The hero of the novel was already almost reaching his English
happiness, a baronetcy and an estate, and Anna was feeling a
desire to go with him to the estate, when she suddenly felt that
HE ought to feel ashamed, and that she was ashamed of the same
thing. But what had he to be ashamed of? "What have I to be
ashamed of?" she asked herself in injured surprise. She laid
down the book and sank against the back of the chair, tightly
gripping the paper cutter in both hands. There was nothing. She
went over all her Moscow recollections. All were good, pleasant.
She remembered the ball, remembered Vronsky and his face of
slavish adoration, remembered all her conduct with him: there
was nothing shameful. And for all that, at the same point in her
memories, the feeling of shame was intensified, as though some
inner voice, just at the point when she thought of Vronsky, were
saying to her, "Warm, very warm, hot." "Well, what is it?" she
said to herself resolutely, shifting her seat in the lounge.
"What does it mean? Am I afraid to look it straight in the face?
Why, what is it? Can it be that between me and this officer boy
there exist, or can exist, any other relations than such as are
common with every acquaintance?" She laughed contemptuously and
took up her book again; but now she was definitely unable to
follow what she read. She passed the paper knife over the window
pane, then laid its smooth, cool surface to her cheek, and almost
laughed aloud at the feeling of delight that all at once without
cause came over her. She felt as though her nerves were strings
being strained tighter and tighter on some sort of screwing peg.
She felt her eyes opening wider and wider, her fingers and toes
twitching nervously, something within oppressing her breathing,
while all shapes and sounds seemed in the uncertain half-light to
strike her with unaccustomed vividness. Moments of doubt were
continually coming upon her, when she was uncertain whether the
train were going forwards or backwards, or were standing still
altogether; whether it were Annushka at her side or a stranger.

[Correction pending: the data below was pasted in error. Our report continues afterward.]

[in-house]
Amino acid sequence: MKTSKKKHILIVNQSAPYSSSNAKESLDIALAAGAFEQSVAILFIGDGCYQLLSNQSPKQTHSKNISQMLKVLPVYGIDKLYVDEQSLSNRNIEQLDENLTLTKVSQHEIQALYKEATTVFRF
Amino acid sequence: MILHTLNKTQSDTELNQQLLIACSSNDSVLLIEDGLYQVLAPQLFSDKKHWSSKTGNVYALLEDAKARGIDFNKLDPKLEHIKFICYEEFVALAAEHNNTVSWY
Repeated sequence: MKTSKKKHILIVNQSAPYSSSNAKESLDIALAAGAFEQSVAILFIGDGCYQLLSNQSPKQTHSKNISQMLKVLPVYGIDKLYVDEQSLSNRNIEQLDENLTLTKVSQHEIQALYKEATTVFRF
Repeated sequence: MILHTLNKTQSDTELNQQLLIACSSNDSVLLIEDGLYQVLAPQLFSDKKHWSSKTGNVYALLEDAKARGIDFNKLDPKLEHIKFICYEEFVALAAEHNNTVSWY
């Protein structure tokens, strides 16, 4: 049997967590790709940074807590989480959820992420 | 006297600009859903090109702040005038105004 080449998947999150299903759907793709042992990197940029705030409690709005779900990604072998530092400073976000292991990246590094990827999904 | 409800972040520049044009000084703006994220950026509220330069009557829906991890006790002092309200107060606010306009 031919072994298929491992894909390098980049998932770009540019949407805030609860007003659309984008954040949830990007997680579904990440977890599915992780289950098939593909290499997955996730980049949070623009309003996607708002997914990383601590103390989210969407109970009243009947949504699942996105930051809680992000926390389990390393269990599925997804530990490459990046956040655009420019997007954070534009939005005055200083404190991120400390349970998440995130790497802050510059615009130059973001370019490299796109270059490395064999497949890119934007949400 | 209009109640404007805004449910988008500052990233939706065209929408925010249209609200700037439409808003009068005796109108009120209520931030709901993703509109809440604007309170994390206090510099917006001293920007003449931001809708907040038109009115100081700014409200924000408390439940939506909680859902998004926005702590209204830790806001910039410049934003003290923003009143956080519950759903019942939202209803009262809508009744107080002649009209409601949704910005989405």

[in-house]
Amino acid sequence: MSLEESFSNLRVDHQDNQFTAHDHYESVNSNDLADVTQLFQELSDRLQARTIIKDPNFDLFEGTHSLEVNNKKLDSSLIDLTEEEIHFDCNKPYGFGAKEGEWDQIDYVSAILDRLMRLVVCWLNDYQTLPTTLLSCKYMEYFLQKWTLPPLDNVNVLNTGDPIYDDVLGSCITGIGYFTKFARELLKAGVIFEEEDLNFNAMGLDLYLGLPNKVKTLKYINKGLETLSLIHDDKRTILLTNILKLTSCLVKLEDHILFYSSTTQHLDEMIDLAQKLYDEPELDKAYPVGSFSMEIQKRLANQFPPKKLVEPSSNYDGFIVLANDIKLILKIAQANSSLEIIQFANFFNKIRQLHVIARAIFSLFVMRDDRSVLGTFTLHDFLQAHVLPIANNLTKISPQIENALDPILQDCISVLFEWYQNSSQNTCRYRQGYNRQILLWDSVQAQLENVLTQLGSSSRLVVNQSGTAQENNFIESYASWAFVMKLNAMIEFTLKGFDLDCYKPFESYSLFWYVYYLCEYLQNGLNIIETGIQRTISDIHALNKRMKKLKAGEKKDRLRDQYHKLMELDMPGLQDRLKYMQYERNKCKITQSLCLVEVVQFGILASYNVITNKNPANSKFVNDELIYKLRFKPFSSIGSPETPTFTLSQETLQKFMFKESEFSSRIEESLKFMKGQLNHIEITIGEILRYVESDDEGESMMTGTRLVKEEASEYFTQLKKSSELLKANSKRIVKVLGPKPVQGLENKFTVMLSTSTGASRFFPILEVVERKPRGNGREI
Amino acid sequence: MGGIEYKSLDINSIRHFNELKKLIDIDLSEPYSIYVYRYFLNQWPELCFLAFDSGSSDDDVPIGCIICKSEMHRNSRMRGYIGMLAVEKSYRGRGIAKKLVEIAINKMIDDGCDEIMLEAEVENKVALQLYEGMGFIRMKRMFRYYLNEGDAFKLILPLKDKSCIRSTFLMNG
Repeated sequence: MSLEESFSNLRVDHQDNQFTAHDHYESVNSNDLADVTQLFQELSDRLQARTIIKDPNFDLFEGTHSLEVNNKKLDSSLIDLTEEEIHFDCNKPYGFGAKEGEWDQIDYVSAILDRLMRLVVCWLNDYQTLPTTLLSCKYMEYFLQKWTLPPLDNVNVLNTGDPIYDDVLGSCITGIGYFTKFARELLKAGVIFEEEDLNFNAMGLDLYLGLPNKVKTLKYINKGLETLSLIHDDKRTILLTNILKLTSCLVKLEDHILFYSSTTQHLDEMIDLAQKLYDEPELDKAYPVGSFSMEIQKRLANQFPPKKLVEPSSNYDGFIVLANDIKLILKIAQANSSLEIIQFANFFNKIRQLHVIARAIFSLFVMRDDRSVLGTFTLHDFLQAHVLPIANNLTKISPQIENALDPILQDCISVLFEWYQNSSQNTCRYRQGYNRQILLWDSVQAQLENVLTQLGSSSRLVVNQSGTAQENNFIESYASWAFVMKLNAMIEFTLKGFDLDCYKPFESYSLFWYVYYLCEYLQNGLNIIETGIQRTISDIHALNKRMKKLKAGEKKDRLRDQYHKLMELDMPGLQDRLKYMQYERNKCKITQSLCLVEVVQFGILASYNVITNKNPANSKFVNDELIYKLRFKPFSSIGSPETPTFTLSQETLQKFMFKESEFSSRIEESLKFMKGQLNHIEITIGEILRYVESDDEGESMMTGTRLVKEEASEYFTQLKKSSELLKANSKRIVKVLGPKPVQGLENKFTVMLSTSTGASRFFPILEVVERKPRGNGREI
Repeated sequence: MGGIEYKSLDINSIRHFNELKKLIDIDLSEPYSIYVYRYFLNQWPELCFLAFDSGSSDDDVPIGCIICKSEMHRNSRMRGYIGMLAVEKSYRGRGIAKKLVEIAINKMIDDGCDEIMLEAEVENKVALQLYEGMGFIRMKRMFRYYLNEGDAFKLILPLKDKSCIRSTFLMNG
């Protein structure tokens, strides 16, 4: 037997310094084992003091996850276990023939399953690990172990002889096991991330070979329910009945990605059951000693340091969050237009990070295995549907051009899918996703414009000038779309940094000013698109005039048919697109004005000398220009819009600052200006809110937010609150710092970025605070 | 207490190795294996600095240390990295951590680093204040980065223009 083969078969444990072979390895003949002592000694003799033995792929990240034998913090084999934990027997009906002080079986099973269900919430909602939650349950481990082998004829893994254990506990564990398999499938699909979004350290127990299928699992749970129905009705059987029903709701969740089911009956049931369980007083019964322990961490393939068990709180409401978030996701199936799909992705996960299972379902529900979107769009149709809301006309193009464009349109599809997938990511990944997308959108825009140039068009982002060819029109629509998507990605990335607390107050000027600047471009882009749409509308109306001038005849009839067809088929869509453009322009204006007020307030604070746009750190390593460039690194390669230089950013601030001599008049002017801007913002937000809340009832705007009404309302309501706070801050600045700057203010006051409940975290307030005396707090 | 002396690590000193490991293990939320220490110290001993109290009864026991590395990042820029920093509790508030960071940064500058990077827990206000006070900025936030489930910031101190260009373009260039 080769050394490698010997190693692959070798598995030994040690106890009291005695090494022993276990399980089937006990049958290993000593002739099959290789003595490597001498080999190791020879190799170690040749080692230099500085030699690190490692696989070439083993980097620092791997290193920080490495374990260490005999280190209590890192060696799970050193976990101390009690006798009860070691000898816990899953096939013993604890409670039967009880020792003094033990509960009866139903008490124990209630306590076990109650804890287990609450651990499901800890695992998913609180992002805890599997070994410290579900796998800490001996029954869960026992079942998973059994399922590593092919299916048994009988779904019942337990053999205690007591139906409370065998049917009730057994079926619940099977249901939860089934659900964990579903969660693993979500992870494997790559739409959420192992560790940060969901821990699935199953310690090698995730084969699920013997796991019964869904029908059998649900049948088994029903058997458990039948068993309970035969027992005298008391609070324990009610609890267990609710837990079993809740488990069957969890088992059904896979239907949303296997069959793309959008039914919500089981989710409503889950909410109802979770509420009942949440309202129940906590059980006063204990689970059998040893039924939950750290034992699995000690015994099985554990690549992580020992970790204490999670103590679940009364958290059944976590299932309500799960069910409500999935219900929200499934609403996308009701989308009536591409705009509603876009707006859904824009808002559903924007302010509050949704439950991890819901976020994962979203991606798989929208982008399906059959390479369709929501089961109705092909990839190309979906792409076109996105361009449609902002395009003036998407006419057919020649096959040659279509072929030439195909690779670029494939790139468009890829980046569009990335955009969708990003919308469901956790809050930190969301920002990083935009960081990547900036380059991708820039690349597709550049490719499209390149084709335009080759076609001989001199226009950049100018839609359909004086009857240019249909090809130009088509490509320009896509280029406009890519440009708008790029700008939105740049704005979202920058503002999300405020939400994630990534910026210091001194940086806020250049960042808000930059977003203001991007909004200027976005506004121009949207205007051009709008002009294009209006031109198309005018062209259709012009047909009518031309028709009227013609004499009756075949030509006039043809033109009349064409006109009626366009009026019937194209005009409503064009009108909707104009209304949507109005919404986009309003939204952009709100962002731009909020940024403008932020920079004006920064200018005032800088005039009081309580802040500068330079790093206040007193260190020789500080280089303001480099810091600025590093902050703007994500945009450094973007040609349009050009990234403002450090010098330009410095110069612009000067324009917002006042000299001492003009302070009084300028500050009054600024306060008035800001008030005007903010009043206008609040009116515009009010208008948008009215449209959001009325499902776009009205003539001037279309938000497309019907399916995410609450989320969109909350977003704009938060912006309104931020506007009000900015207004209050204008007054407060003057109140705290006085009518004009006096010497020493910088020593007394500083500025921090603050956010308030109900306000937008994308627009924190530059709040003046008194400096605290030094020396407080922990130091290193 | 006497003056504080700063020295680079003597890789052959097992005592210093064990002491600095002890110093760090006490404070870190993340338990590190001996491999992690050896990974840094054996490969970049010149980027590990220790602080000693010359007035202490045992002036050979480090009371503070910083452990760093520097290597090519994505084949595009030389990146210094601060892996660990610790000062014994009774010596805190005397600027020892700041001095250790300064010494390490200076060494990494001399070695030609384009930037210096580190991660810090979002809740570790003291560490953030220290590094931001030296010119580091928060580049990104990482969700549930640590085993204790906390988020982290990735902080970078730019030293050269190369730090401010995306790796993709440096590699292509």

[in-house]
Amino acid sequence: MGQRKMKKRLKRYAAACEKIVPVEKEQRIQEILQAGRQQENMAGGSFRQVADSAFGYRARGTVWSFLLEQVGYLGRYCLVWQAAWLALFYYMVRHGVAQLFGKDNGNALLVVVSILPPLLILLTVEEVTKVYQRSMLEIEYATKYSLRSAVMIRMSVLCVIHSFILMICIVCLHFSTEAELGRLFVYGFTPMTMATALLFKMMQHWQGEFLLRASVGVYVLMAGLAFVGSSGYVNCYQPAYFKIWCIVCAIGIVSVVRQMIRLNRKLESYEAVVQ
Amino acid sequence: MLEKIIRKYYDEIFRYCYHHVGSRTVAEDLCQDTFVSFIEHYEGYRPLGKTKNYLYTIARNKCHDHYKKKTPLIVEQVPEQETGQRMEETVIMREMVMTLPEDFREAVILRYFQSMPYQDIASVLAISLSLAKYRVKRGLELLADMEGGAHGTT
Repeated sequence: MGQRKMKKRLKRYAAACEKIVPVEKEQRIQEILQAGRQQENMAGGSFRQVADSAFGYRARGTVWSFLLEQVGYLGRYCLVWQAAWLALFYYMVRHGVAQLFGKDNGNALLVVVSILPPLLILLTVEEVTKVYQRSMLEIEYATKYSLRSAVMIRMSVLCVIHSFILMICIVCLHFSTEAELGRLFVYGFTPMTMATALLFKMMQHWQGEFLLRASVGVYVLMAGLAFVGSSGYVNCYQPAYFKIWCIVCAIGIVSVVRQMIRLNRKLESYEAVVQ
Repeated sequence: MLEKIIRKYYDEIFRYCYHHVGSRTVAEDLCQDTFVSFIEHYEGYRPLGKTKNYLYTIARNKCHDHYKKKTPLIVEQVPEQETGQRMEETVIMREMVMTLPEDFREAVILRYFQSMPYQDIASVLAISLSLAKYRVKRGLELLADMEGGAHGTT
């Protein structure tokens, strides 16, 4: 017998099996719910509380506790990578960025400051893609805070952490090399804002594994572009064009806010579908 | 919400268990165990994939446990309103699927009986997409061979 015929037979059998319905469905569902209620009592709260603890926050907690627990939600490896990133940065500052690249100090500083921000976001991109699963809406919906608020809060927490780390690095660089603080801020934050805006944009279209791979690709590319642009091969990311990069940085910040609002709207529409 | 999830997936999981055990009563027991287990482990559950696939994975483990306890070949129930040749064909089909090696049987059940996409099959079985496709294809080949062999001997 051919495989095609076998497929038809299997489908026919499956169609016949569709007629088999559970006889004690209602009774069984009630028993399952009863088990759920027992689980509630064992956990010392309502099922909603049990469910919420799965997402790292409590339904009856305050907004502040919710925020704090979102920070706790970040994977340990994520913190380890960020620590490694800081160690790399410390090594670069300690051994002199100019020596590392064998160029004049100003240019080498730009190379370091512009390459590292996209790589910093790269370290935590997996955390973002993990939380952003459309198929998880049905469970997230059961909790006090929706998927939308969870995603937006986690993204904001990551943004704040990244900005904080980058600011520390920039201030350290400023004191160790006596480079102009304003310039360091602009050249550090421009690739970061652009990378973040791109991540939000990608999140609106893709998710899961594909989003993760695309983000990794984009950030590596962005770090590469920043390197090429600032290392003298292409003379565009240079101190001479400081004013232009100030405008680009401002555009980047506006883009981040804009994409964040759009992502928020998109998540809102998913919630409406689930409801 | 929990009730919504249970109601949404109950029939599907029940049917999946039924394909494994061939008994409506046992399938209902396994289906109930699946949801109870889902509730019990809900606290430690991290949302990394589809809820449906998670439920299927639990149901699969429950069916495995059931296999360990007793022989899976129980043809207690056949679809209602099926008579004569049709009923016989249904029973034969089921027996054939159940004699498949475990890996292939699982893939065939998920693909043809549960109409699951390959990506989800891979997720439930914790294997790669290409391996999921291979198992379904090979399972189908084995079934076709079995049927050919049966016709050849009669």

"What's that on the arm of the chair, a fur cloak or some beast?
And what am I myself? Myself or some other woman?" she was
afraid of giving way to this delirium. But something drew her
towards it, and she could yield to it or resist it at will. She
got up to rouse herself, and slipped off her plaid and the cape
of her warm dress. For a moment she regained her
self-possession, and realized that the thin peasant who had come
in wearing a long overcoat, with buttons missing from it, was the
stoveheater, that he was looking at the thermometer, that it was
the wind and snow bursting in after him at the door; but then
everything grew blurred again.... That peasant with the long
waist seemed to be gnawing something on the wall, the old lady
began stretching her legs the whole length of the carriage, and
filling it with a black cloud; then there was a fearful shrieking
and banging, as though someone were being torn to pieces; then
there was a blinding dazzle of red fire before her eyes and a
wall seemed to rise up and hide everything. Anna felt as though
she were sinking down. But it was not terrible, but delightful.
The voice of a man muffled up and covered with snow shouted
something in her ear. She got up and pulled herself together;
she realized that they had reached a station and that this was
the guard. She asked Annushka to hand her the cape she had taken
off and her shawl, put them on and moved towards the door.